Boyd W. Haynes III, MD
As a busy Sports Medicine Physician, I often see patients for ailments which other physicians may not encounter very often. That’s because athletes have a way of injuring muscles that many people have never heard of, because of the demands that they place on their body while playing or competing. The Piriformis Muscle is one of those and in this article, I will describe it, how it is injured and effective ways of treating it when injured.
In the gluteal (buttocks) region of the body, there lives a muscle that is tucked away deep in the pelvis called the Piriformis (Latin for pear-shaped) muscle. This muscle is one of six lateral rotator muscles that help rotate the femur (thigh bone) one way or another. To help you visualize its role, imagine sitting in a chair with both feet on the floor. If you lift your right leg and place the right ankle on the left knee, with your right knee facing outward, that motion is allowed by the Piriformis and other lateral rotators. The Piriformis is also important because it helps us ambulate without falling down, by allowing us to shift weight from one foot to another while walking or running.
The Piriformis Muscle lies next to and in some people, can intersect one of the main nerves which travels from the spine to the leg, the sciatic nerve. When everything is functioning normally, these two coexist peacefully, each minding its own business. However, sometimes the Piriformis Muscle rubs against the sciatic nerve repeatedly, which irritates and inflames the nerve. The inflamed sciatic nerve then causes pain in the buttocks. It may also cause pain, numbness and tingling in the leg, also referred to sciatica. This is known as Piriformis Syndrome or PS.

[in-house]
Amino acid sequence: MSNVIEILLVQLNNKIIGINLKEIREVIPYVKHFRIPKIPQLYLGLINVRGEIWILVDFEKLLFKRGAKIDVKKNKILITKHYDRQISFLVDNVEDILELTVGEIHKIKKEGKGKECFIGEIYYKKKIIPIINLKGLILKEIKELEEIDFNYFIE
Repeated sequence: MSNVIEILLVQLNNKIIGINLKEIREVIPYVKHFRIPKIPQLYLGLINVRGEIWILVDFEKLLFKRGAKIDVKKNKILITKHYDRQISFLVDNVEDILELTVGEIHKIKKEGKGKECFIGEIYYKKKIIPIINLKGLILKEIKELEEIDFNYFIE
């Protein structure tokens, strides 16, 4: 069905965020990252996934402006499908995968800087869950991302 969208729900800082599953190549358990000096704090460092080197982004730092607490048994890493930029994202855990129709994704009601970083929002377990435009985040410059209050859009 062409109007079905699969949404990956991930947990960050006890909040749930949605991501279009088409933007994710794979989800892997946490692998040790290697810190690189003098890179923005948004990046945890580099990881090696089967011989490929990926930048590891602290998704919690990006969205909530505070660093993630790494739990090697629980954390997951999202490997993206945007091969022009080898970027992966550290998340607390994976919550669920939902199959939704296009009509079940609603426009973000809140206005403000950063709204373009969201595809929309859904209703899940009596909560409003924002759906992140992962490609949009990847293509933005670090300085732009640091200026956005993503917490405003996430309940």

Competitive runners, rowers and bicyclers often develop the condition, as do soccer players, but it can occur in anyone who exercises frequently and who utilizes the piriformis muscle repetitively. Symptoms can be worsened by sitting in a car or chair for long periods of time, climbing stairs or by running.
When I see patients complaining of sciatica, I must first determine whether the sciatica originates from the spine or from the Piriformis muscle, because the symptoms are the same. 80 year-olds typically have spine-related issues and 25 year-old runners typically have PS, but not always. I will ask many questions about your activities, when the pain is worse, better, etc. A physical exam, watching you walk and getting you to rotate your leg and hip to trigger symptoms will be important to my diagnosis. I will get x-rays to rule out arthritis or bone spurs of the spine, which could be causing the problem.
Conservative treatment will include activity modification, OTC anti-inflammatory medications, ice/heat therapy and possibly oral steroids. Physical Therapy plays a huge role in rehabbing folks with PS. Often there is a gait imperfection or abnormal body mechanics which need to be corrected. A misaligned pelvis can often be the root of the problem. Strengthening and stretching exercises are key, as well as core strengthening. Orthotics may also be helpful and may be ordered to correct leg length abnormalities or foot issues. Massage, ultrasound and other modalities may be employed by the Physical Therapist. Using a foam roller or tennis ball for self-massage is also recommended.
Conservative treatment usually clears up the problem; however, some folks present with a tougher case. I may order an MRI or CT scan to confirm my diagnosis and to rule out hidden spine issues. I can inject a corticosteroid into the Piriformis muscle under x-ray or ultrasound guidance.
Rarely do I see cases that do not improve with these treatments. Surgery can be done to relieve the nerve compression and tends to be successful when performed.
As with many ailments, prevention of PS is much preferred over treating the condition. Performing warm ups and stretches before sports or activities is helpful. Using proper form is crucial and having the appropriate footwear for the sport is important. Keep running or exercising on hills or uneven surfaces to a minimum. Increase exercise intensity gradually, at no more than 10% per week. If you are a competitive athlete, get a sports coach who is trained in identifying and modifying gait abnormalities and work to perfect your form before injury becomes an issue.
Boyd W. Haynes III, MD